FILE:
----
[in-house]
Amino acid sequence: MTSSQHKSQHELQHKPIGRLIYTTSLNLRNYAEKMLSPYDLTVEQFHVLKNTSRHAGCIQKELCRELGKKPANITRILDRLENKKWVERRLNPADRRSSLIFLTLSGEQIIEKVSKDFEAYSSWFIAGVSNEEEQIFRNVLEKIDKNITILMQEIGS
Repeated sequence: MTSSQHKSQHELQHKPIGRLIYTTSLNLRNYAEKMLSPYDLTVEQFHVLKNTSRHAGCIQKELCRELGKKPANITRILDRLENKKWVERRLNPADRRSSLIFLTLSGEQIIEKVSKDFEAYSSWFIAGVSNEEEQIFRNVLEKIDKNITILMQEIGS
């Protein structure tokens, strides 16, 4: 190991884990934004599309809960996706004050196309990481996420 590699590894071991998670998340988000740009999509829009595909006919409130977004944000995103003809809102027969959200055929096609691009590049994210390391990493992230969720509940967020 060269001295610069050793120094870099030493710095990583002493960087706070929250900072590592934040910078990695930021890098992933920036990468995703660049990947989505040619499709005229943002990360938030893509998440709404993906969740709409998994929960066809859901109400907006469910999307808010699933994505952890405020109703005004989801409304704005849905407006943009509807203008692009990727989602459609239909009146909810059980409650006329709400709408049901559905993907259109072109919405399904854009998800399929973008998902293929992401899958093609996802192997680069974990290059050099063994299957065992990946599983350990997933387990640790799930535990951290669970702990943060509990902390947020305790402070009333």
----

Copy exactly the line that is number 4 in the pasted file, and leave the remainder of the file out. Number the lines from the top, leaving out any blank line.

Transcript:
């Protein structure tokens, strides 16, 4: 190991884990934004599309809960996706004050196309990481996420 590699590894071991998670998340988000740009999509829009595909006919409130977004944000995103003809809102027969959200055929096609691009590049994210390391990493992230969720509940967020 060269001295610069050793120094870099030493710095990583002493960087706070929250900072590592934040910078990695930021890098992933920036990468995703660049990947989505040619499709005229943002990360938030893509998440709404993906969740709409998994929960066809859901109400907006469910999307808010699933994505952890405020109703005004989801409304704005849905407006943009509807203008692009990727989602459609239909009146909810059980409650006329709400709408049901559905993907259109072109919405399904854009998800399929973008998902293929992401899958093609996802192997680069974990290059050099063994299957065992990946599983350990997933387990640790799930535990951290669970702990943060509990902390947020305790402070009333």